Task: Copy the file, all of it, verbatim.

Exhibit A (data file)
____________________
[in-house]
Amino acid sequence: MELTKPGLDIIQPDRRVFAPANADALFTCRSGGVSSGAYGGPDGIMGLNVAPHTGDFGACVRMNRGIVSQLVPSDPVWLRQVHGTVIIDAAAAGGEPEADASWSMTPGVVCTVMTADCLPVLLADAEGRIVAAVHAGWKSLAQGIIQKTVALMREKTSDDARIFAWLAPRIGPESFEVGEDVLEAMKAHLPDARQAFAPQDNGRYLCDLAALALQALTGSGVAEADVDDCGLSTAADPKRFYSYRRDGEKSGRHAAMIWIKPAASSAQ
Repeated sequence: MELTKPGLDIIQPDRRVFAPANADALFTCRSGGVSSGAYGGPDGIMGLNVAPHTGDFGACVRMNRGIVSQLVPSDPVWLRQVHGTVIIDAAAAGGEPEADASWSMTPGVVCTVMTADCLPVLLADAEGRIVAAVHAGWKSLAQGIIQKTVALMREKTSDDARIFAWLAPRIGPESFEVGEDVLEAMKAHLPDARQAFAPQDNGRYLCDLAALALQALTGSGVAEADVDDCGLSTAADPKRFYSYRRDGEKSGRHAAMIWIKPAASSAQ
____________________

[in-house]
Amino acid sequence: MELTKPGLDIIQPDRRVFAPANADALFTCRSGGVSSGAYGGPDGIMGLNVAPHTGDFGACVRMNRGIVSQLVPSDPVWLRQVHGTVIIDAAAAGGEPEADASWSMTPGVVCTVMTADCLPVLLADAEGRIVAAVHAGWKSLAQGIIQKTVALMREKTSDDARIFAWLAPRIGPESFEVGEDVLEAMKAHLPDARQAFAPQDNGRYLCDLAALALQALTGSGVAEADVDDCGLSTAADPKRFYSYRRDGEKSGRHAAMIWIKPAASSAQ
Repeated sequence: MELTKPGLDIIQPDRRVFAPANADALFTCRSGGVSSGAYGGPDGIMGLNVAPHTGDFGACVRMNRGIVSQLVPSDPVWLRQVHGTVIIDAAAAGGEPEADASWSMTPGVVCTVMTADCLPVLLADAEGRIVAAVHAGWKSLAQGIIQKTVALMREKTSDDARIFAWLAPRIGPESFEVGEDVLEAMKAHLPDARQAFAPQDNGRYLCDLAALALQALTGSGVAEADVDDCGLSTAADPKRFYSYRRDGEKSGRHAAMIWIKPAASSAQ